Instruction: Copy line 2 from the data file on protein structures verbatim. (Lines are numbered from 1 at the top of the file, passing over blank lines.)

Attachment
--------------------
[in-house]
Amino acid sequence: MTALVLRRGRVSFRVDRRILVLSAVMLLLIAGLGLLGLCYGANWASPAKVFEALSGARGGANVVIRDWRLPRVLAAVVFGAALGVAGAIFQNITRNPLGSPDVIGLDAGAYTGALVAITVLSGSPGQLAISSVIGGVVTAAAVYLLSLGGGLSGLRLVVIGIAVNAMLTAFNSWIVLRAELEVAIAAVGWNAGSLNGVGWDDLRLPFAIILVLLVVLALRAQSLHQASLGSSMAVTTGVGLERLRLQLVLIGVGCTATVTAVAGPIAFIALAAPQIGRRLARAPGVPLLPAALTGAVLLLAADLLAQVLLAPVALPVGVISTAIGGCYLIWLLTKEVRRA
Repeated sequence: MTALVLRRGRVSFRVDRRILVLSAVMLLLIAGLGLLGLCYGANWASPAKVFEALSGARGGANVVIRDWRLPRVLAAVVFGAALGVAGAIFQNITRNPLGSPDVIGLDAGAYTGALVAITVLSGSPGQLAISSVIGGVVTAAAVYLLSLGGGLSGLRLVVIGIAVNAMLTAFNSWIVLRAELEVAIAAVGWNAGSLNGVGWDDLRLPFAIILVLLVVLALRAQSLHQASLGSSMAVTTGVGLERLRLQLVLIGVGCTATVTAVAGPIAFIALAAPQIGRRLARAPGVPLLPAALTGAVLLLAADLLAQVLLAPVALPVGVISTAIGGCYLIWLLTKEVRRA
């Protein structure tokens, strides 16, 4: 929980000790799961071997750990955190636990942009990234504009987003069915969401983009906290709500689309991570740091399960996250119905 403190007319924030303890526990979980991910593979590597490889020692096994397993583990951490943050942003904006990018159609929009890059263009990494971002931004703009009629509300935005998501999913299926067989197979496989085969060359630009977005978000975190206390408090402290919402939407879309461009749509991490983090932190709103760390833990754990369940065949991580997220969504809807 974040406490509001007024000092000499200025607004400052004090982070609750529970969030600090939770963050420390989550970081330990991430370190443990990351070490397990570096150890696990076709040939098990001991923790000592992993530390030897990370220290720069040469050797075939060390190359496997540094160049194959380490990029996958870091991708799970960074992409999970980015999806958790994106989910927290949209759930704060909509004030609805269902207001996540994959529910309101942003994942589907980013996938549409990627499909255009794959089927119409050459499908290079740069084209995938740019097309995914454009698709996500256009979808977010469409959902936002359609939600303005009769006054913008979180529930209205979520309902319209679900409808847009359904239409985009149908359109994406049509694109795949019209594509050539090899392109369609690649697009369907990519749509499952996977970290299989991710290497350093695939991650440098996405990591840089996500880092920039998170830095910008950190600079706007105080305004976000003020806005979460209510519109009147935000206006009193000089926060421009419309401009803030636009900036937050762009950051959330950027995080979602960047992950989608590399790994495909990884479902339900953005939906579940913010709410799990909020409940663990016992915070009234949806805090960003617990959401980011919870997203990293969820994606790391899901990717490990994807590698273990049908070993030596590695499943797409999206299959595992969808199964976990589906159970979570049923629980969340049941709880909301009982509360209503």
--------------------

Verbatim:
Amino acid sequence: MTALVLRRGRVSFRVDRRILVLSAVMLLLIAGLGLLGLCYGANWASPAKVFEALSGARGGANVVIRDWRLPRVLAAVVFGAALGVAGAIFQNITRNPLGSPDVIGLDAGAYTGALVAITVLSGSPGQLAISSVIGGVVTAAAVYLLSLGGGLSGLRLVVIGIAVNAMLTAFNSWIVLRAELEVAIAAVGWNAGSLNGVGWDDLRLPFAIILVLLVVLALRAQSLHQASLGSSMAVTTGVGLERLRLQLVLIGVGCTATVTAVAGPIAFIALAAPQIGRRLARAPGVPLLPAALTGAVLLLAADLLAQVLLAPVALPVGVISTAIGGCYLIWLLTKEVRRA